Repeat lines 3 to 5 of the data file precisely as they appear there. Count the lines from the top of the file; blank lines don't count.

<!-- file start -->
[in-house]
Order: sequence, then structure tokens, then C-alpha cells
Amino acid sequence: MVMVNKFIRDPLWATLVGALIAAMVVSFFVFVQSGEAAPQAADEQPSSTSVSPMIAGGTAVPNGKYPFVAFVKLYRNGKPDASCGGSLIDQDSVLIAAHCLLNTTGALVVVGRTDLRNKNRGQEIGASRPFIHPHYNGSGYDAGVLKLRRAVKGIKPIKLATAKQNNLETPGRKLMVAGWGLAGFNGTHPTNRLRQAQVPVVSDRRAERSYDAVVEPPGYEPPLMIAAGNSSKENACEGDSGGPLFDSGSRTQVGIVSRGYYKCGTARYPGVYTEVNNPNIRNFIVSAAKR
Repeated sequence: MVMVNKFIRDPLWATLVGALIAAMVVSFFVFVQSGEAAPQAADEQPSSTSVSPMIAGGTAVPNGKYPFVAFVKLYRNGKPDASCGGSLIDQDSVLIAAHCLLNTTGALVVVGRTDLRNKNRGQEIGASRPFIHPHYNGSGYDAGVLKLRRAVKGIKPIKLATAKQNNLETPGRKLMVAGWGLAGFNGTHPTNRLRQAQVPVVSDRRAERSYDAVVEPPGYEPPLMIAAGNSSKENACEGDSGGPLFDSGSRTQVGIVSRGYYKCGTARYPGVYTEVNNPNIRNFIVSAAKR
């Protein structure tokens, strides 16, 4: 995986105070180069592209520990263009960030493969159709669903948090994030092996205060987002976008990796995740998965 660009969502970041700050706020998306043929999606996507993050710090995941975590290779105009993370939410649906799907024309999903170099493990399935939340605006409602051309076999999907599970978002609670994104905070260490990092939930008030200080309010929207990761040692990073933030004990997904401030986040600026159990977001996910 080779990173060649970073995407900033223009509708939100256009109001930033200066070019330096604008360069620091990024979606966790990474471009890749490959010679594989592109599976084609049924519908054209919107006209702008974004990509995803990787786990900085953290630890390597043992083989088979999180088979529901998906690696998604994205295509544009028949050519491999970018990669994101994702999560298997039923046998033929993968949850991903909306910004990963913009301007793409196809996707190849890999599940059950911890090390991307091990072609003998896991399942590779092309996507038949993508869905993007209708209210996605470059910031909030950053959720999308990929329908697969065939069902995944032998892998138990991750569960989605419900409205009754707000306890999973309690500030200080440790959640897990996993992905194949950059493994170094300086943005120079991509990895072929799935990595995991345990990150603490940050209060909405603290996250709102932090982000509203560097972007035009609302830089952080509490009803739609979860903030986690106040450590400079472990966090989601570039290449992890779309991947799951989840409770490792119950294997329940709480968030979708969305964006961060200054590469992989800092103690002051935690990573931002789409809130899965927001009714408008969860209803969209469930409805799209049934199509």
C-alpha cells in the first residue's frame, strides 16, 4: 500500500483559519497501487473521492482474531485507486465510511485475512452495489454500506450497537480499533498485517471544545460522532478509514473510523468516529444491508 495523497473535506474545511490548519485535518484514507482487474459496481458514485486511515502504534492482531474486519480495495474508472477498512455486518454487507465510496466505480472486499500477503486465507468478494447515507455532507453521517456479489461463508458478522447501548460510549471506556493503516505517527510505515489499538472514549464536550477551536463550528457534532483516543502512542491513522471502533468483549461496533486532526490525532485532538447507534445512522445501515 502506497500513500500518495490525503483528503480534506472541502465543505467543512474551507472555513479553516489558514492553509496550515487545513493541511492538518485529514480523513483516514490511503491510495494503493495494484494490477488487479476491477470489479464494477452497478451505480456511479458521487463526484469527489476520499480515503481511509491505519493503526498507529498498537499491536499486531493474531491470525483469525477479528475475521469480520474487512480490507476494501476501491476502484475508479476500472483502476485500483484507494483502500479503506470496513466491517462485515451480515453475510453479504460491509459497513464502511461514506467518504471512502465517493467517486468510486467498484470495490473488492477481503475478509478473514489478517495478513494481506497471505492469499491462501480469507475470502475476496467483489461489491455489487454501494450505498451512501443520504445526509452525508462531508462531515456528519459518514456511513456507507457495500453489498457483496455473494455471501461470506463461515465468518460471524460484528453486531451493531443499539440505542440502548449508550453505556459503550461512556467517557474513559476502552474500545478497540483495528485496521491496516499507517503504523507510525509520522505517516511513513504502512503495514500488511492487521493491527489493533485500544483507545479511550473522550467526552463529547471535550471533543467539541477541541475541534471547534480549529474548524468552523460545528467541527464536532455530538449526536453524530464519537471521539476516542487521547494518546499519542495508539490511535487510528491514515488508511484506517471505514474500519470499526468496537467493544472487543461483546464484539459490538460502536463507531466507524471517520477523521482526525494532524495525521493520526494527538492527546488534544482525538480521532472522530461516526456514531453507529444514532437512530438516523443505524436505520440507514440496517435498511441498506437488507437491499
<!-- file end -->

Amino acid sequence: MVMVNKFIRDPLWATLVGALIAAMVVSFFVFVQSGEAAPQAADEQPSSTSVSPMIAGGTAVPNGKYPFVAFVKLYRNGKPDASCGGSLIDQDSVLIAAHCLLNTTGALVVVGRTDLRNKNRGQEIGASRPFIHPHYNGSGYDAGVLKLRRAVKGIKPIKLATAKQNNLETPGRKLMVAGWGLAGFNGTHPTNRLRQAQVPVVSDRRAERSYDAVVEPPGYEPPLMIAAGNSSKENACEGDSGGPLFDSGSRTQVGIVSRGYYKCGTARYPGVYTEVNNPNIRNFIVSAAKR
Repeated sequence: MVMVNKFIRDPLWATLVGALIAAMVVSFFVFVQSGEAAPQAADEQPSSTSVSPMIAGGTAVPNGKYPFVAFVKLYRNGKPDASCGGSLIDQDSVLIAAHCLLNTTGALVVVGRTDLRNKNRGQEIGASRPFIHPHYNGSGYDAGVLKLRRAVKGIKPIKLATAKQNNLETPGRKLMVAGWGLAGFNGTHPTNRLRQAQVPVVSDRRAERSYDAVVEPPGYEPPLMIAAGNSSKENACEGDSGGPLFDSGSRTQVGIVSRGYYKCGTARYPGVYTEVNNPNIRNFIVSAAKR
């Protein structure tokens, strides 16, 4: 995986105070180069592209520990263009960030493969159709669903948090994030092996205060987002976008990796995740998965 660009969502970041700050706020998306043929999606996507993050710090995941975590290779105009993370939410649906799907024309999903170099493990399935939340605006409602051309076999999907599970978002609670994104905070260490990092939930008030200080309010929207990761040692990073933030004990997904401030986040600026159990977001996910 080779990173060649970073995407900033223009509708939100256009109001930033200066070019330096604008360069620091990024979606966790990474471009890749490959010679594989592109599976084609049924519908054209919107006209702008974004990509995803990787786990900085953290630890390597043992083989088979999180088979529901998906690696998604994205295509544009028949050519491999970018990669994101994702999560298997039923046998033929993968949850991903909306910004990963913009301007793409196809996707190849890999599940059950911890090390991307091990072609003998896991399942590779092309996507038949993508869905993007209708209210996605470059910031909030950053959720999308990929329908697969065939069902995944032998892998138990991750569960989605419900409205009754707000306890999973309690500030200080440790959640897990996993992905194949950059493994170094300086943005120079991509990895072929799935990595995991345990990150603490940050209060909405603290996250709102932090982000509203560097972007035009609302830089952080509490009803739609979860903030986690106040450590400079472990966090989601570039290449992890779309991947799951989840409770490792119950294997329940709480968030979708969305964006961060200054590469992989800092103690002051935690990573931002789409809130899965927001009714408008969860209803969209469930409805799209049934199509």